The event, presented by Phillips Financial Services, will begin with drinks (cash bar), hors d’oeuvres, and a great silent auction with items from hard-to-get sports tickets to entertainment packages to unique nature experiences. Your choice of dinner entrées will be served at your table, and our live auction features one-of-a-kind getaways as well as gourmet experiences and a Lake Erie fishing weekend.

Tickets are $100 per person, $800 or $1,000 per table. Call 260-478-2515 to pay by credit card or mail your check to LRWP, 7902 Engle Road, Suite 200, Fort Wayne IN 46804. Click here for more details, including our list of great live and silent auction items so far.

Board members, officers re-elected

At LRWP’s annual meeting on June 17, members present re-elected five board members to new three-year terms: Bill Etzler (board president), Marlene Sloat (finance committee), Kathie Sessions (development committee), Karen Surguine (development committee) and Renee Wright (Facebook page administrator).

At the board meeting that immediately followed, Bill Etzler was re-elected board president, Thom Maher vice president, Marcia Futter treasurer, and Judy Nelsen secretary. Elected or re-elected to serve on the executive committee (chaired by the board president) were board members Marcia Futter, Judy Nelsen, Tom Russell, and Marlene Sloat.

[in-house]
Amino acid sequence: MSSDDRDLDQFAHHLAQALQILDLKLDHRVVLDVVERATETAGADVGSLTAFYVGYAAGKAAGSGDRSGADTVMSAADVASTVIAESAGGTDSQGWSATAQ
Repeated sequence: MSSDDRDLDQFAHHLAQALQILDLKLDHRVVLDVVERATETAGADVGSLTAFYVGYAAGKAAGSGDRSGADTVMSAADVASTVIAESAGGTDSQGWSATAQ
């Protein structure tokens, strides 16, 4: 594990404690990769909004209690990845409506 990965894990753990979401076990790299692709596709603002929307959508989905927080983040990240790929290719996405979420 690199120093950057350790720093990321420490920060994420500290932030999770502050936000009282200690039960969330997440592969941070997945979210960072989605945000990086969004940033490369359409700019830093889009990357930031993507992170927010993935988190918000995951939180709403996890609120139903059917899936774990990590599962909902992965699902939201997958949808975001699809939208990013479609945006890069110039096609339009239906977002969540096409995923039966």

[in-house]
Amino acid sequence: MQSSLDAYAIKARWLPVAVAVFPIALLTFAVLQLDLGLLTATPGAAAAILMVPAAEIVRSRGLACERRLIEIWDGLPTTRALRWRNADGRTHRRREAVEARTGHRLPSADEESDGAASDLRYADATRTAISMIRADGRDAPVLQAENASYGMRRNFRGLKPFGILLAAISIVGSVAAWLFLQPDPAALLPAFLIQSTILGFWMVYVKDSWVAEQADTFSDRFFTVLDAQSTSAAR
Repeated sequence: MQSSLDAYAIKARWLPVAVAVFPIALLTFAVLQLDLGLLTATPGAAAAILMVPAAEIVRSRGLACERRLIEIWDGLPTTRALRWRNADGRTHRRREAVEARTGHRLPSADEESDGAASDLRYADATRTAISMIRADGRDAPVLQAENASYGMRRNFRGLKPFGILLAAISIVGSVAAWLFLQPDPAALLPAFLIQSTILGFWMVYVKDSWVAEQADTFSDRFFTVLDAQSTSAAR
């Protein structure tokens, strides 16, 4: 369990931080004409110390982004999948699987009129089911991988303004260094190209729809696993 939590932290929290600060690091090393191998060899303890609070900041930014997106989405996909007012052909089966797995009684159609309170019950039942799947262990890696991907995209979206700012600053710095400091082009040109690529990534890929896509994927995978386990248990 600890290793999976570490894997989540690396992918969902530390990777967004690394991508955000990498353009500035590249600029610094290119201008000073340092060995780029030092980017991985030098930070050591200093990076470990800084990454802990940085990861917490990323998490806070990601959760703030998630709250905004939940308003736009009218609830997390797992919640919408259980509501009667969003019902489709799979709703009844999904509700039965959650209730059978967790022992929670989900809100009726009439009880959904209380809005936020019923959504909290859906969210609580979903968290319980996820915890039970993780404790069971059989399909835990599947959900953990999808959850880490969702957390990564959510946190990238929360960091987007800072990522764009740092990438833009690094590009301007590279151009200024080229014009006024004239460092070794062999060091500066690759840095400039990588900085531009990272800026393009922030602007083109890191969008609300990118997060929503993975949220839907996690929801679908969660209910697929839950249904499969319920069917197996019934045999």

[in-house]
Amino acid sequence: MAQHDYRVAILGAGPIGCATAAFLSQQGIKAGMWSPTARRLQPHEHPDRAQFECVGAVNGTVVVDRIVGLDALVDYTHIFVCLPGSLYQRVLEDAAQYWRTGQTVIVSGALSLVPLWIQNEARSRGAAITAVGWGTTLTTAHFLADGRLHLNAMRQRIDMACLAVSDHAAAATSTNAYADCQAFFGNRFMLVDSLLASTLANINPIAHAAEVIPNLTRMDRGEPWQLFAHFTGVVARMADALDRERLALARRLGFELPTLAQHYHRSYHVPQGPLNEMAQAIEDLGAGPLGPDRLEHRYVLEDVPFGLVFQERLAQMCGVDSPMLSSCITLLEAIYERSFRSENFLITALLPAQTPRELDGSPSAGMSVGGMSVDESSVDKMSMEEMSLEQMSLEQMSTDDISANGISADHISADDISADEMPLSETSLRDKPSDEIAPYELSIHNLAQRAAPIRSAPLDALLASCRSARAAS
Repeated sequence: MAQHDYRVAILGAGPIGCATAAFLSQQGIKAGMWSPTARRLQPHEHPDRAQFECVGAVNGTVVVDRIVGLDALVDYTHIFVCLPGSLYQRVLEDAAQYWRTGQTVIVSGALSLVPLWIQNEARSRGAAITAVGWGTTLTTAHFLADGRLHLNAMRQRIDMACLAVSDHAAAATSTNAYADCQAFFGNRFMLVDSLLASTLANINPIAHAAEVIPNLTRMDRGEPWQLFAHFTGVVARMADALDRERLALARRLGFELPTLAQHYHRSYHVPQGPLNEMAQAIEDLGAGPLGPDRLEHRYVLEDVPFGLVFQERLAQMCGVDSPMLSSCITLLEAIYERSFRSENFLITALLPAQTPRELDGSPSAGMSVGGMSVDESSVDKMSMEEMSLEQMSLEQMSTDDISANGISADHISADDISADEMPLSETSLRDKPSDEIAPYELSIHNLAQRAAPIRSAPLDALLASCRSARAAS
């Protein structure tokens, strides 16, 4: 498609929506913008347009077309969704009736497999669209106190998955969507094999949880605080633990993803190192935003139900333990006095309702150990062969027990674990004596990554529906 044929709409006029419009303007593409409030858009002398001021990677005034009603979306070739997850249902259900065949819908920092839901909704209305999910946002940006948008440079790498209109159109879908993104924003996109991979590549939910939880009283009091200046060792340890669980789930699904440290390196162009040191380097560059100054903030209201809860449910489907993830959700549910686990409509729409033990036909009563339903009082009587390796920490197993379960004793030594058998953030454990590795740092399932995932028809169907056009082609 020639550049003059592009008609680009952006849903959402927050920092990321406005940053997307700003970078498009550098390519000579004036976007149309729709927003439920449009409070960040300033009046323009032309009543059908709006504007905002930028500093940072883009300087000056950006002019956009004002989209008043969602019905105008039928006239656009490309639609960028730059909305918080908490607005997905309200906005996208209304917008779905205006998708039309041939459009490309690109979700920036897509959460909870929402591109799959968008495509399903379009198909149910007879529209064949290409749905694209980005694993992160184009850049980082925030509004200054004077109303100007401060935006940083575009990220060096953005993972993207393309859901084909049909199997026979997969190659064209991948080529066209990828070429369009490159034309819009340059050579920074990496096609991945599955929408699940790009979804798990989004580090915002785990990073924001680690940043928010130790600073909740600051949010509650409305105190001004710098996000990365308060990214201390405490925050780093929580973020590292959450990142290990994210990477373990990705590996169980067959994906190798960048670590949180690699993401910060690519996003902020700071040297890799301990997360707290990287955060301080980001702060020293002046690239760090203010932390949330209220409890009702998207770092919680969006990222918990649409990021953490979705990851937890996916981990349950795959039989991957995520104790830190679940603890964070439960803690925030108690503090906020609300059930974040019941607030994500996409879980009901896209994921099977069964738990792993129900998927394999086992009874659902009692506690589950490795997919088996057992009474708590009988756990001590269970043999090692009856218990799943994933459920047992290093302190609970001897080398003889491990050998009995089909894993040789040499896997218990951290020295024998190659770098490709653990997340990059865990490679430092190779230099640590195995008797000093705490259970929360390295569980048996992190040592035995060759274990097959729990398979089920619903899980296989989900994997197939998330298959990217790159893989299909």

Major berm construction begins at Eagle Marsh

After several years of planning by federal and state agencies, with the help of LRWP staff, the several-million-dollar berm construction project at Eagle Marsh has begun. One of the first tasks completed was a special fence to keep turtles (especially endangered Blanding’s turtles known to live at Eagle Marsh) and snakes from hibernating in the berm along the east side of the Graham-McCulloch Ditch, which will be under construction before they might awaken. Also, some trails at the preserve have been closed to visitors (see News Briefs).

During construction, the berm along the east side of the Graham-McCulloch Ditch at Eagle Marsh will be widened to about 80 feet and built about two feet higher in most places. This larger barrier is designed to make sure that when the St Marys River (which flows toward Lake Erie) experiences a significant flood event and sends water back down Junk Ditch into Eagle Marsh, it will not mix with high water from the Graham-McCulloch Ditch, which flows toward the Wabash.

The soil used to enlarge the berm will come from digging out and widening several existing ponds at Eagle Marsh. LRWP preferred not to use soils from elsewhere, which can contain seeds of invasive plants.

After the construction is complete--in 2015 if all goes according to plan—the new berm will be seeded with grasses and LRWP will be responsible for its routine maintenance. The chain-linked fence, built earlier at Eagle Marsh to prevent Asian carp from moving to the Great Lakes watershed during a major flood event, will also be removed and a smaller fence installed in the berm near the railroad tracks.

While this major disruption of our preserve will be uncomfortable, we understand the need to fight problematic invasive species, just as we must always combat non-native invasive plants at our properties.